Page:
This is part of our quick reads series; helping you stay informed without hogging your precious time. This post considers the book “Is Gwyneth Paltrow Wrong About Everything?”Spoiler alert: yes it would seem poor old Gwyneth is wrong about everything; from juice cleanses, to coffee enemas and steaming her fanny (I added that one but I did read she does do this and I’m pretty confident of the lack of science in the idea).
She was a terrific actor – there is something to be said for sticking to your core competencies huh?
When she stuck to acting, I felt some kind of affinity to her, after all my middle name is Gwendoline (pronounced Gwendolyn) so should we not be two happy Gwens in a pod.
Caulfield’s delightful tongue in cheek title and light, fruity and readable tone, belies a hefty and serious message within: we mere humans are hard-wired to look up to celebrities.
Yes, that is as true of management gurus as it is of movie stars!
It’s an ape-like thing where we look to the fittest and the strongest – the most attractive (OK this might not follow fully for management gurus).
This tendency to look to both celebs and management gurus has worsened with the social media explosion. Now we can look up to Gwen and also feel some sort of delicious personal connection to her as she tweets us directly to our living room mid fanny steam or bottom cleanse.
Did you know the show Mad Men increased cigarette sales? Or that most people feel not only less attractive but think their partner is less attractive after viewing a few models/celeb images.
Out with hard science in with the lovely people.
It seems to be out with science and in with celeb/guru advice. Celeb advice being followed better than evidence-based scientific advice. Given we ALL have a beautiful people bias (we pay them more and trust them more). No wonder we feel celebs are the pinnacle, the beautifulest of the beautiful. Bad news – celebs are on balance, less happy, die younger, commit suicide more (maybe, stats are hard to find here), are often lonely and especially in the case of those that got there via sports, surprisingly often broke in the end.
All in all celebs/Gurus are ruining the world.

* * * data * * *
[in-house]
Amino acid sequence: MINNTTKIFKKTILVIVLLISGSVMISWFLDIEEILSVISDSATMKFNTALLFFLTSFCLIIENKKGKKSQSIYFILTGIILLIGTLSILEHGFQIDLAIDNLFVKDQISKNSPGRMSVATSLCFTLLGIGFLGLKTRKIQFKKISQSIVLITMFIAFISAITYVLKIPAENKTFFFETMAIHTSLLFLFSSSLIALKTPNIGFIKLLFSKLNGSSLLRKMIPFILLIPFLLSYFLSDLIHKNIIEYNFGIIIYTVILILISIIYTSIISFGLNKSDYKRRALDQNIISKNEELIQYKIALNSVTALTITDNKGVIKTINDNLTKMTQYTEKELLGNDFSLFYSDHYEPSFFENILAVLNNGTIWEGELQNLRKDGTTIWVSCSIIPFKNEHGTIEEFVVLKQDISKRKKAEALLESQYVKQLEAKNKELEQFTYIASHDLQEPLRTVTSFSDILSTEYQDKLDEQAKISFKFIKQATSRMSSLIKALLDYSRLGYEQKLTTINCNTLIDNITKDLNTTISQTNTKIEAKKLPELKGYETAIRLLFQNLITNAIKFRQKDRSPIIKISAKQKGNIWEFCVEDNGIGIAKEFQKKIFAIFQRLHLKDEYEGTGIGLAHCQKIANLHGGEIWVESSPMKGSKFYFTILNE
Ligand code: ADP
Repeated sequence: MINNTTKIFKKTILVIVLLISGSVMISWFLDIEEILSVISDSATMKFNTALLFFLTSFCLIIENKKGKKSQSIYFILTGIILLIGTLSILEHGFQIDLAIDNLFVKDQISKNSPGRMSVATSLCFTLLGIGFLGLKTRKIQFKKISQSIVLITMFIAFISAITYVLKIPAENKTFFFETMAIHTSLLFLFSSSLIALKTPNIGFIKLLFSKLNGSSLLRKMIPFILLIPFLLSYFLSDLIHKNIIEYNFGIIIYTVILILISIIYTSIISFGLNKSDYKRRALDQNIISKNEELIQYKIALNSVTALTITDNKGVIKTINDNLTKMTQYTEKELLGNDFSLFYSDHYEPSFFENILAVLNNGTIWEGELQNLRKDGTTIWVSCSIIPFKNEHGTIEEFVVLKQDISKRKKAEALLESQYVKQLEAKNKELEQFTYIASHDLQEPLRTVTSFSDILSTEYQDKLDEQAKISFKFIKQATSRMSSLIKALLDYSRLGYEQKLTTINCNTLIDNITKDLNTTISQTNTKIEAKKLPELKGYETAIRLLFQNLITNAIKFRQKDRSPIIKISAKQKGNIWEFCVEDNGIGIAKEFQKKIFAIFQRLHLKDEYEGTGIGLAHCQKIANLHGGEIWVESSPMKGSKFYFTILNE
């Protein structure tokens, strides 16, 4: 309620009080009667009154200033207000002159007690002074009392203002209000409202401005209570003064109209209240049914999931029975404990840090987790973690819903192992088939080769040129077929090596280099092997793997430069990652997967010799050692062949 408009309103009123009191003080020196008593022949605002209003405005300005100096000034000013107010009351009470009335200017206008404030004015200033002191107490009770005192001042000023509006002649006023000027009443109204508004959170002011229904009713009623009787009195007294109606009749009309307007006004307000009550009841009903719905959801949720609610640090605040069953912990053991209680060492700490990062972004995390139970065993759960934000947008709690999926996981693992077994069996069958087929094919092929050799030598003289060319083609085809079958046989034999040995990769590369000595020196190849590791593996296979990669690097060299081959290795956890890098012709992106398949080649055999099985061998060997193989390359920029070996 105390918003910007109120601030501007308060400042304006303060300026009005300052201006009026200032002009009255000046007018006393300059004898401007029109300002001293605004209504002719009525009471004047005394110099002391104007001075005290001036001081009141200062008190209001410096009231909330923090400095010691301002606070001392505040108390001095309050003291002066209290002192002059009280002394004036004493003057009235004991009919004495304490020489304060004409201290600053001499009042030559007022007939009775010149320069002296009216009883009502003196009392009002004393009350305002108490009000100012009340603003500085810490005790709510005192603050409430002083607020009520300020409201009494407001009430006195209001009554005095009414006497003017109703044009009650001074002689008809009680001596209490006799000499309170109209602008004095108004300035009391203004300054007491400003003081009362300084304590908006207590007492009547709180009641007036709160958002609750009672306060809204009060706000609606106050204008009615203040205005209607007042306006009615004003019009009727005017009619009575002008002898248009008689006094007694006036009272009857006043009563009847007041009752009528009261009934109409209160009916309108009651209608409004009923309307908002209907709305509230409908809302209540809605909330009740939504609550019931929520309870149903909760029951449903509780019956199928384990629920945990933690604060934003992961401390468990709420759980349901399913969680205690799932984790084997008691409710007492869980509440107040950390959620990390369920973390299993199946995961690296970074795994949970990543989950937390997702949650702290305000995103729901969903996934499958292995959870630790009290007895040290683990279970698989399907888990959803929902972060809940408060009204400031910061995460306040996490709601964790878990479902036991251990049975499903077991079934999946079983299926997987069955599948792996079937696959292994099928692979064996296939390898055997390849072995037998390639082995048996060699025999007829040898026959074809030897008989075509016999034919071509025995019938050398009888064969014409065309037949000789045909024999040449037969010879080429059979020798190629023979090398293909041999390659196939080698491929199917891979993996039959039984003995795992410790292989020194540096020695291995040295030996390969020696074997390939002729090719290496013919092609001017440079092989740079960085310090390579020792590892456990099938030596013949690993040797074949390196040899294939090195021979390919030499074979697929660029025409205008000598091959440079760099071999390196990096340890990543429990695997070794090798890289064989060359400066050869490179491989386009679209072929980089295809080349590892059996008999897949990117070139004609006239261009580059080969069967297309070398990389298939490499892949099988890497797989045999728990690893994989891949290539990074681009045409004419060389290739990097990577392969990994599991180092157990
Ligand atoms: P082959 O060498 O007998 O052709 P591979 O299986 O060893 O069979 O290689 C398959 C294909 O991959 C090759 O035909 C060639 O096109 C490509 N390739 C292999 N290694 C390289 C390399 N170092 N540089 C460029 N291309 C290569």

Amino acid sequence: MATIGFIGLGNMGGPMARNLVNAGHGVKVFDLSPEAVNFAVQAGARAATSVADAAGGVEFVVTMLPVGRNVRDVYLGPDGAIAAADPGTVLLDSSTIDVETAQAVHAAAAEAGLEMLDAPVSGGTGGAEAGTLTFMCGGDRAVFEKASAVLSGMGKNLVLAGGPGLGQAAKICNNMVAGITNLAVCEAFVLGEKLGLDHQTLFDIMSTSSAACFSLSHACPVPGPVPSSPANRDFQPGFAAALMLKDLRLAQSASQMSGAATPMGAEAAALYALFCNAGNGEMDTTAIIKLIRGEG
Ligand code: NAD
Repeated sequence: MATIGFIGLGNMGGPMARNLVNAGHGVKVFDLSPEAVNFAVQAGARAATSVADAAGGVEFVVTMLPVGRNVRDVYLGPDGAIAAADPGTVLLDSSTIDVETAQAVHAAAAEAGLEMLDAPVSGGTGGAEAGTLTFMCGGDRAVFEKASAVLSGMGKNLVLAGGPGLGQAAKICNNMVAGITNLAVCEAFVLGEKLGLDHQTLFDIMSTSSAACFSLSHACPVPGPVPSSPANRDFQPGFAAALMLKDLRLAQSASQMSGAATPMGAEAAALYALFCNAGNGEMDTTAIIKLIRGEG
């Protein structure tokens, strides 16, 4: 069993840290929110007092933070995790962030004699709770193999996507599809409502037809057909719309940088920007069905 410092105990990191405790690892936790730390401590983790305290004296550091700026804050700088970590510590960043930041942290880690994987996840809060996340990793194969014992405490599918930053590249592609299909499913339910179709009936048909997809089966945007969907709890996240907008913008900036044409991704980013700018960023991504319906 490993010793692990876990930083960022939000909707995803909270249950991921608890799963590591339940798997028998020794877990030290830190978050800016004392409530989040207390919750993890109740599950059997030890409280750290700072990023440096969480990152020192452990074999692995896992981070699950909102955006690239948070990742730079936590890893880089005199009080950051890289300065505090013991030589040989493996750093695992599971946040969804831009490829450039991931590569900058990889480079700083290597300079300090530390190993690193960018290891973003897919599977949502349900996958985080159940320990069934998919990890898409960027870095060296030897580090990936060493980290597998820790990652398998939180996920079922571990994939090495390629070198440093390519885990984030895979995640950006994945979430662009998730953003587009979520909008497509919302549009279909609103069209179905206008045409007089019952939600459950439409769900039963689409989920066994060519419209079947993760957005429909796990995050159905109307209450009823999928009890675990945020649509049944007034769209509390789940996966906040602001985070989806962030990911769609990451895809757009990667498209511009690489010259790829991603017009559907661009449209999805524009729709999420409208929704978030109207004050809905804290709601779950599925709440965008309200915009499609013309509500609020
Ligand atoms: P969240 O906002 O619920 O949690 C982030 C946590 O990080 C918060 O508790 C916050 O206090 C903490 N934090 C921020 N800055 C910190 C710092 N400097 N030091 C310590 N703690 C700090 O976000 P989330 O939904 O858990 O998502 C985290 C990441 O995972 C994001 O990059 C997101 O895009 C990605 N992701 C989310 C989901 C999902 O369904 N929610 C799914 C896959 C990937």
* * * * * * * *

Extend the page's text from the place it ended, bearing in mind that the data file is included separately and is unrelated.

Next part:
It is not a cheerful story.
But it is an entertaining, fact-filled, eye-opener that if you are a parent, or even just a person living on this planet …. is very relevant to you.
In the Author’s own words:
“Celebrity culture has emerged as one of the most significant and influential sources of pseudoscientific blather.”
Celeb trends are changing our behaviours.
If you prefer hard science, here is Caulfield’s ‘science-informed six’:
- Moderate your booze
- Don’t smoke
- Eat fruit, vegetables, lean protein, whole grains (yes true carbs are not actually the devil despite the celebrity blather) and good fats
- Don’t be too skinny or too fat
- Wear sunscreen. Btw this is one of only four things that are actually effective in reducing the signs of aging.
- Sleep (7-9 hours a night).
Seems like a no brainer when you put it like that eh? Sad truth is it looks like the celebs are being followed more than the scientists. I guess it is easier to lie down in a luxury environment and have someone rub your face with gold leaf than go to the gym, put the wine back in the fridge etc.
I would like to see Caulfield turn his wit and intellect to the topic of management gurus (it’s me adding them here, because it is same same for much of this). I would adore to see his “science informed six’ for leaders. Until he does – this book is still important to read as it will help you with some of the skills you need to consider the evidence base in management guru ideas yourself.
Let me know how you go
Yours as Ever
Dr R x
Links, Info, Credits and all that Jazz
The Author: Timothy Caulfield – is Chair in Heath Law and Policy and Professor in the Faculty of Law and the School of Public Health the University of Alberta. AKA he knows a thing or two and is a bear of big brain.
Long Title: Is Gwyneth Paltrow Wrong About Everything? How the Famous Sell Us Elixirs of Health, Beauty and Happiness. Timothy Caulfield. Published by Beacon Press 2015.